Annual Events

Founders Annual Lecture

Every year faculty and graduate students select the Founders Annual Lecturer to address campus and the larger community. The topic of this lecture focuses on a contemporary issue at the intersection of religion, politics, and culture.

Established in honor of faculty who assisted Eugene Webb, the founding chairman, in establishing and developing this nationally regarded  program.

Lecturers and Topics

2016      Kathryn Lofton, Yale, “Religion and Corporate Culture.”

2014      Randall Balmer, Dartmouth, “His own received Him Not; Jimmy Carter, Progressive Evangelism and the Religion Right.”

2013      Tanya Luhrmann, Stanford University, “Understanding the Evangelical Experience of hearing God.”

2012      Matthew Sutton, Washington State University, “Why the Anti-Christ Matters in American Politics in 2012.”

2011      Michael Sells, University of Chicago, “Holocaust, Armageddon, and the Clash of Civilizations.”

2010      Mark Lilla, Columbia University, “Separation of Church and State.”

2008      David Domke, University of Washington, “Religious Politics in America: Why the 2008 Presidential Election May Change Everything for Everyone.”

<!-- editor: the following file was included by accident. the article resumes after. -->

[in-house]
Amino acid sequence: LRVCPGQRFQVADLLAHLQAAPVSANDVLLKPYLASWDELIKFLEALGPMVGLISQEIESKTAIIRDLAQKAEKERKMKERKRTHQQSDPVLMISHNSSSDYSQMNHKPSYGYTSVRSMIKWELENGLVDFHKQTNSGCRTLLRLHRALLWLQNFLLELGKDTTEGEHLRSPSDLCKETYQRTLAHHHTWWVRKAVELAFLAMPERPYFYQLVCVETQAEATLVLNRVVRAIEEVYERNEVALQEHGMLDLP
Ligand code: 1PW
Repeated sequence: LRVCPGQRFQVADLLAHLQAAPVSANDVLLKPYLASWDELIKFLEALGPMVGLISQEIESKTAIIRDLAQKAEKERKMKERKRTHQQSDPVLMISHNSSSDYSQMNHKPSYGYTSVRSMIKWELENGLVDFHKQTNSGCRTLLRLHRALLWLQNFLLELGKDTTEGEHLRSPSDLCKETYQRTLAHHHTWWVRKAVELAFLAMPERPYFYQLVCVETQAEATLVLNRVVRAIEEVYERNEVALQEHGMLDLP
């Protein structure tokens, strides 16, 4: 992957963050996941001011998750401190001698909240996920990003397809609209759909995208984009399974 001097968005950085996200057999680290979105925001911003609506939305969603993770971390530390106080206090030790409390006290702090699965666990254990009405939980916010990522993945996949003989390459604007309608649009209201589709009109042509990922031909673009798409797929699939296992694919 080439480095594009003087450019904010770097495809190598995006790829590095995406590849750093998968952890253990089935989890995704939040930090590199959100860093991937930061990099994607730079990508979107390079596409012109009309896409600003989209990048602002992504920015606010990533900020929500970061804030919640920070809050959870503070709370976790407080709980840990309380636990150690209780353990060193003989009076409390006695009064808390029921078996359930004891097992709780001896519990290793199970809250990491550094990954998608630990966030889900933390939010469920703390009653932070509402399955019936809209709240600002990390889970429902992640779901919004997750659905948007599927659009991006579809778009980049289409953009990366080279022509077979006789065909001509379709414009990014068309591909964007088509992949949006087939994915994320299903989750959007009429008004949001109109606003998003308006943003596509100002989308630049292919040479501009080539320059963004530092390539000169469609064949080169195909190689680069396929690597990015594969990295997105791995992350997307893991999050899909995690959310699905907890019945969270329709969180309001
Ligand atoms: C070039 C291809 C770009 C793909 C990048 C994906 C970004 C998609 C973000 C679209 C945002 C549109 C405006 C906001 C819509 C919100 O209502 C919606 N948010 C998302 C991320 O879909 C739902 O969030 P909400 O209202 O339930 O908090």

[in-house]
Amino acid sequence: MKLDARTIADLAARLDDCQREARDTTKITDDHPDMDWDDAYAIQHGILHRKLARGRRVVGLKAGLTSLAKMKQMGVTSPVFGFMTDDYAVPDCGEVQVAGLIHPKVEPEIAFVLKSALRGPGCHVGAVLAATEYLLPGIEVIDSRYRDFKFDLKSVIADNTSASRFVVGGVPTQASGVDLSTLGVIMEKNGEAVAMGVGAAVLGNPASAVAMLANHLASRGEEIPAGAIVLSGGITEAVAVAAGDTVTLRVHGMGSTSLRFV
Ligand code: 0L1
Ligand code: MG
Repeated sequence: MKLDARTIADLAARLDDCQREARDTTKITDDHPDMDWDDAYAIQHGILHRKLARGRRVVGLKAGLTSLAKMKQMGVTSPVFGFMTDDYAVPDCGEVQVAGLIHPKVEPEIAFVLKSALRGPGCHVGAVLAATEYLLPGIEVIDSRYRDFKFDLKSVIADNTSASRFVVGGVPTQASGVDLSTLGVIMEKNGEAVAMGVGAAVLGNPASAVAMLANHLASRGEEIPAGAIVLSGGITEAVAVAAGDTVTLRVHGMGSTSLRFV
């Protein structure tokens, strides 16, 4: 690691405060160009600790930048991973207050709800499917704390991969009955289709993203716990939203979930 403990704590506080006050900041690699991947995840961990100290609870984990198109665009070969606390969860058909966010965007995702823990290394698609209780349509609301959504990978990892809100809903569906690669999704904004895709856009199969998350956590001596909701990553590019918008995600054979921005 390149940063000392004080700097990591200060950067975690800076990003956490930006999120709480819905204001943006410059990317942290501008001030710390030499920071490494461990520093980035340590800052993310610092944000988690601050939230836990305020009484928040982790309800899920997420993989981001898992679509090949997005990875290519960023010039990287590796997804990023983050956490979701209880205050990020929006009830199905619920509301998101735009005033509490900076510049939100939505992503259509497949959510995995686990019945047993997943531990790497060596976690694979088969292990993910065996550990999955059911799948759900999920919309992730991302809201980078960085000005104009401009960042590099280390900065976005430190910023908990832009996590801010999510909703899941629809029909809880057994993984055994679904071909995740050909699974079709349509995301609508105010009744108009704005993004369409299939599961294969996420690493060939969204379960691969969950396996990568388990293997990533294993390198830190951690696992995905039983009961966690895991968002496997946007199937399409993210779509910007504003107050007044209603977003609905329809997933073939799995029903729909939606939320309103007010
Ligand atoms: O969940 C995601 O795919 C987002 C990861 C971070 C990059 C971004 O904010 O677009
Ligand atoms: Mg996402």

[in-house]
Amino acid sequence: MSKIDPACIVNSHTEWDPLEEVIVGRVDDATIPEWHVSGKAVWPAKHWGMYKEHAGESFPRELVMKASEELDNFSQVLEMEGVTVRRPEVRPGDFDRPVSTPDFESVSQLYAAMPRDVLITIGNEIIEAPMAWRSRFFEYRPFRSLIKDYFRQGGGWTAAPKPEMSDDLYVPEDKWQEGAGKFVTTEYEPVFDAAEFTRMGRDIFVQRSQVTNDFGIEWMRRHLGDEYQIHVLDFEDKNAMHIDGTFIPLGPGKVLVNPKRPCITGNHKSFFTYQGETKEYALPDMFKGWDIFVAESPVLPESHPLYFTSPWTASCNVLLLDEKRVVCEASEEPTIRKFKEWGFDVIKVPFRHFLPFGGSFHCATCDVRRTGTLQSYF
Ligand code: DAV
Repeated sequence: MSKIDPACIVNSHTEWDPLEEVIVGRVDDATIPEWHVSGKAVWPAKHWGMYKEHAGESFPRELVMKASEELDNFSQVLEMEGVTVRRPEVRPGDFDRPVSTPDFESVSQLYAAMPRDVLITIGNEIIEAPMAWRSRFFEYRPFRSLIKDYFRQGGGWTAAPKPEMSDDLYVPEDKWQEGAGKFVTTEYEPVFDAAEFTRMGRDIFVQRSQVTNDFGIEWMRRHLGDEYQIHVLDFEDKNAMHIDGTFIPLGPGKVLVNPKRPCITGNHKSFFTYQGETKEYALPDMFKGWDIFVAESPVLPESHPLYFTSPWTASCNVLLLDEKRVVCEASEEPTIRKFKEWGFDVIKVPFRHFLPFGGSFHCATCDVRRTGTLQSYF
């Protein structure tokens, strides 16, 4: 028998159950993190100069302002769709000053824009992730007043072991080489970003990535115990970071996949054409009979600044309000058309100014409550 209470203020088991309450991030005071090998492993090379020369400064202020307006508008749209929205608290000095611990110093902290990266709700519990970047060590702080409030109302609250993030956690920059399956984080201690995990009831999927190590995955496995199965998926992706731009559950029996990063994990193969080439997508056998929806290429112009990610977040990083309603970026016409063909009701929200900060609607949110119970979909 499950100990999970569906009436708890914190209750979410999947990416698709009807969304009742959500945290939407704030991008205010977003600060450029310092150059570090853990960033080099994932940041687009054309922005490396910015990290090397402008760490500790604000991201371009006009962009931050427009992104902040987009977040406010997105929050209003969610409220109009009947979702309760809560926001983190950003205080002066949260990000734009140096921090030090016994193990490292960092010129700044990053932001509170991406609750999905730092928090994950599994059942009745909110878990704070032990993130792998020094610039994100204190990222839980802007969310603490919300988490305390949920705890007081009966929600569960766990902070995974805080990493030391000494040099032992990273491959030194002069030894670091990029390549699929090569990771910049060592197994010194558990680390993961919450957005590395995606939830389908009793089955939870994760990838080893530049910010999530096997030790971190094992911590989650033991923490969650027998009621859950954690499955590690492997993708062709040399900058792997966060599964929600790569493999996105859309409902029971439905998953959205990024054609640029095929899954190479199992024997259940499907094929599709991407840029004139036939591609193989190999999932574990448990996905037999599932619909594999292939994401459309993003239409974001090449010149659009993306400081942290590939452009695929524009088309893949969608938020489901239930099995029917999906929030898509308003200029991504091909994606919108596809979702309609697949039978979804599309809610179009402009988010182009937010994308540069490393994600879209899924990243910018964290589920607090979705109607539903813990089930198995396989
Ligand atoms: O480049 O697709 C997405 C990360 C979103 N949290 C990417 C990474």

2008      Martin Riesebrodt, University of Chicago, “Globalization, Religion, and the Clash of Civilizations.”

2007      Joseph Price, Whittier College, “The Superbowl as a Center of American Pilgrimage.”

2006      Martin S. Jaffee, “Remember Amalek! Patterns of Judaic Memory and the Politics of Contemporary Judaism.”

2005      Mark Juergensmeyer, University of California, Santa Barbara “Iraq and the Global Rise of Religious Violence: A report from Baghdad.”

2004      Charles Keyes, University of Washington, “Monks, Guns, and Rice: Theravada Buddhism, Political Violence, and Social Injustice.”

2003      Frank Conlon, University of Washington, “Back to the Future or Forward to the Past? Reflections on Fanaticism, Fundamentalism and Faith in Modern Asia.”

2002      Jere Bacharach, University of Washington, “The Dome of the Rock and Early Muslim Jerusalem”.